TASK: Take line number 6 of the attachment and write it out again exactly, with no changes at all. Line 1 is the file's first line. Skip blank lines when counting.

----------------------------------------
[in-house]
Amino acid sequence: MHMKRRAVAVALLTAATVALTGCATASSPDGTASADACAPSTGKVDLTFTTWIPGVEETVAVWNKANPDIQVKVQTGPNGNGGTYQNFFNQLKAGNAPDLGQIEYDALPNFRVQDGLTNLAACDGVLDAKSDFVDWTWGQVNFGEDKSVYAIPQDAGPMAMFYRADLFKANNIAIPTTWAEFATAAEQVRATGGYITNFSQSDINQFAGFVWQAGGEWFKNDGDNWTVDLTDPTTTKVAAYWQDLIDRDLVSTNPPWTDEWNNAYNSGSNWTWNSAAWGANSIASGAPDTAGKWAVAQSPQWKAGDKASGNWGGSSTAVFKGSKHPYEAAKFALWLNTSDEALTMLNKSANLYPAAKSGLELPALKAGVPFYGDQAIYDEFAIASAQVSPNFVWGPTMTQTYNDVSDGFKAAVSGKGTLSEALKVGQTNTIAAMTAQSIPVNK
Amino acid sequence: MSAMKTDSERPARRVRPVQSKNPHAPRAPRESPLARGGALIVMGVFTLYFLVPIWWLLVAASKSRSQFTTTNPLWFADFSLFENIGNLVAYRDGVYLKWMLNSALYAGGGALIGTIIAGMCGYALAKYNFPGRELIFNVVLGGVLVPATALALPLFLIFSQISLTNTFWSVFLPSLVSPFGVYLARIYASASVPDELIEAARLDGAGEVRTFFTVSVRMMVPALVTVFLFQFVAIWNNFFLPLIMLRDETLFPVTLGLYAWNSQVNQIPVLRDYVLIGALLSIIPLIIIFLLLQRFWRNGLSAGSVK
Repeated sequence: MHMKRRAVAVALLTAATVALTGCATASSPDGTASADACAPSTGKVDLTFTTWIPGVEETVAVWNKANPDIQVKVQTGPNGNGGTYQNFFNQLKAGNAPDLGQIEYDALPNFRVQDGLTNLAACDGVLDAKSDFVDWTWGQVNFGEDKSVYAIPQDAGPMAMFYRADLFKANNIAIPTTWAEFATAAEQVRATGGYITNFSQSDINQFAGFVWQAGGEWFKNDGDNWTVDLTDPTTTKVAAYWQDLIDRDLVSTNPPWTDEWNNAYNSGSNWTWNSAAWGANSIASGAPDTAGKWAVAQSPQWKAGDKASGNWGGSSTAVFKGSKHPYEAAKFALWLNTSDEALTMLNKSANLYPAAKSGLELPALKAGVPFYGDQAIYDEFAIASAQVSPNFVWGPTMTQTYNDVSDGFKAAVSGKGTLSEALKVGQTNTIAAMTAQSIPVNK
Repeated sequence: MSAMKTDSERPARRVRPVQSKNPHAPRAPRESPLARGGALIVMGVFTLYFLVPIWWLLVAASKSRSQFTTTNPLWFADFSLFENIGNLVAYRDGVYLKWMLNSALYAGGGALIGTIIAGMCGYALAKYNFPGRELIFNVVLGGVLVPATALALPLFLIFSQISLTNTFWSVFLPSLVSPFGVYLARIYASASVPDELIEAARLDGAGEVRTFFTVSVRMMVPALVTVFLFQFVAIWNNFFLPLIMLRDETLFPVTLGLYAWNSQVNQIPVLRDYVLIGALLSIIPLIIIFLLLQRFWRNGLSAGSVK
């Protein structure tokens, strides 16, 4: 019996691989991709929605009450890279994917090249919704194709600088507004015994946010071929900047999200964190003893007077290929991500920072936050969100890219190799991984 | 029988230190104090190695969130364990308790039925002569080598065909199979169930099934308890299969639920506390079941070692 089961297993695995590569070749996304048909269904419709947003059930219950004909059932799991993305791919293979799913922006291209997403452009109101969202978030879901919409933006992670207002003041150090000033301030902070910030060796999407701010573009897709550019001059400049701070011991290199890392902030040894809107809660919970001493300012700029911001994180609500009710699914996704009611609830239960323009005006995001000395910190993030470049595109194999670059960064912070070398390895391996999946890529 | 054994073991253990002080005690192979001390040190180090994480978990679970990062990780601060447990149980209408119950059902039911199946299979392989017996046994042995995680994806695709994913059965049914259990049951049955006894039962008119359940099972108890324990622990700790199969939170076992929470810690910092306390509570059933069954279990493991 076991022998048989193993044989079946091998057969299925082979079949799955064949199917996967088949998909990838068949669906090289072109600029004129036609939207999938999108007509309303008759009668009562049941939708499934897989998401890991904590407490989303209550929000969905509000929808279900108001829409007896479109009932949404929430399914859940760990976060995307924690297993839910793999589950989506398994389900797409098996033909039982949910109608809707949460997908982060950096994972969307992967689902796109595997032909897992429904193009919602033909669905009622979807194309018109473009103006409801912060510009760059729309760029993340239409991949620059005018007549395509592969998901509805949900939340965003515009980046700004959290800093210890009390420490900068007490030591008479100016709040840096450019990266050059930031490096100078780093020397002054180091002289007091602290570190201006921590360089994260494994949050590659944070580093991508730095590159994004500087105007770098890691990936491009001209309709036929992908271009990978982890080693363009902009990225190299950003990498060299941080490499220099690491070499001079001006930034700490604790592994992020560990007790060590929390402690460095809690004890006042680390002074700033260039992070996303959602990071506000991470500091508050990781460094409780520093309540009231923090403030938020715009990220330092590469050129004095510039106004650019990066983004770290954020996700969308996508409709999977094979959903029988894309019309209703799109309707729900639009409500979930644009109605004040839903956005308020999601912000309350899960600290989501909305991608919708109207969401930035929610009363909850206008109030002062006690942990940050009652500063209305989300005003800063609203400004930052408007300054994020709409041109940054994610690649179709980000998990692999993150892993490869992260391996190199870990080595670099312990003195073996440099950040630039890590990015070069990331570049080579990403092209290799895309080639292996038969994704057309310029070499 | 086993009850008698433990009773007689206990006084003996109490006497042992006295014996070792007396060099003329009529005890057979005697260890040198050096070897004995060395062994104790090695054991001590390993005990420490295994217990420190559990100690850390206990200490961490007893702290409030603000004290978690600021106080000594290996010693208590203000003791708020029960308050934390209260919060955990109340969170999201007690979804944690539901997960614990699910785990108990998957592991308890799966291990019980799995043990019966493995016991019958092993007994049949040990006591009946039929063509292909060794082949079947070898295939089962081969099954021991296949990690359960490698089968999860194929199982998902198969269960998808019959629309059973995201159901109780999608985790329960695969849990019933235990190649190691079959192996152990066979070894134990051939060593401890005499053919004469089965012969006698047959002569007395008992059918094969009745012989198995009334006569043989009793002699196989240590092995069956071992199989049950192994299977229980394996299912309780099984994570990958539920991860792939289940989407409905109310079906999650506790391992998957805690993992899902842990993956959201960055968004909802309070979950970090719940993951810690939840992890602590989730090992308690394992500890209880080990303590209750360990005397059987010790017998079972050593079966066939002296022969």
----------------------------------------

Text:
């Protein structure tokens, strides 16, 4: 019996691989991709929605009450890279994917090249919704194709600088507004015994946010071929900047999200964190003893007077290929991500920072936050969100890219190799991984 | 029988230190104090190695969130364990308790039925002569080598065909199979169930099934308890299969639920506390079941070692 089961297993695995590569070749996304048909269904419709947003059930219950004909059932799991993305791919293979799913922006291209997403452009109101969202978030879901919409933006992670207002003041150090000033301030902070910030060796999407701010573009897709550019001059400049701070011991290199890392902030040894809107809660919970001493300012700029911001994180609500009710699914996704009611609830239960323009005006995001000395910190993030470049595109194999670059960064912070070398390895391996999946890529 | 054994073991253990002080005690192979001390040190180090994480978990679970990062990780601060447990149980209408119950059902039911199946299979392989017996046994042995995680994806695709994913059965049914259990049951049955006894039962008119359940099972108890324990622990700790199969939170076992929470810690910092306390509570059933069954279990493991 076991022998048989193993044989079946091998057969299925082979079949799955064949199917996967088949998909990838068949669906090289072109600029004129036609939207999938999108007509309303008759009668009562049941939708499934897989998401890991904590407490989303209550929000969905509000929808279900108001829409007896479109009932949404929430399914859940760990976060995307924690297993839910793999589950989506398994389900797409098996033909039982949910109608809707949460997908982060950096994972969307992967689902796109595997032909897992429904193009919602033909669905009622979807194309018109473009103006409801912060510009760059729309760029993340239409991949620059005018007549395509592969998901509805949900939340965003515009980046700004959290800093210890009390420490900068007490030591008479100016709040840096450019990266050059930031490096100078780093020397002054180091002289007091602290570190201006921590360089994260494994949050590659944070580093991508730095590159994004500087105007770098890691990936491009001209309709036929992908271009990978982890080693363009902009990225190299950003990498060299941080490499220099690491070499001079001006930034700490604790592994992020560990007790060590929390402690460095809690004890006042680390002074700033260039992070996303959602990071506000991470500091508050990781460094409780520093309540009231923090403030938020715009990220330092590469050129004095510039106004650019990066983004770290954020996700969308996508409709999977094979959903029988894309019309209703799109309707729900639009409500979930644009109605004040839903956005308020999601912000309350899960600290989501909305991608919708109207969401930035929610009363909850206008109030002062006690942990940050009652500063209305989300005003800063609203400004930052408007300054994020709409041109940054994610690649179709980000998990692999993150892993490869992260391996190199870990080595670099312990003195073996440099950040630039890590990015070069990331570049080579990403092209290799895309080639292996038969994704057309310029070499 | 086993009850008698433990009773007689206990006084003996109490006497042992006295014996070792007396060099003329009529005890057979005697260890040198050096070897004995060395062994104790090695054991001590390993005990420490295994217990420190559990100690850390206990200490961490007893702290409030603000004290978690600021106080000594290996010693208590203000003791708020029960308050934390209260919060955990109340969170999201007690979804944690539901997960614990699910785990108990998957592991308890799966291990019980799995043990019966493995016991019958092993007994049949040990006591009946039929063509292909060794082949079947070898295939089962081969099954021991296949990690359960490698089968999860194929199982998902198969269960998808019959629309059973995201159901109780999608985790329960695969849990019933235990190649190691079959192996152990066979070894134990051939060593401890005499053919004469089965012969006698047959002569007395008992059918094969009745012989198995009334006569043989009793002699196989240590092995069956071992199989049950192994299977229980394996299912309780099984994570990958539920991860792939289940989407409905109310079906999650506790391992998957805690993992899902842990993956959201960055968004909802309070979950970090719940993951810690939840992890602590989730090992308690394992500890209880080990303590209750360990005397059987010790017998079972050593079966066939002296022969």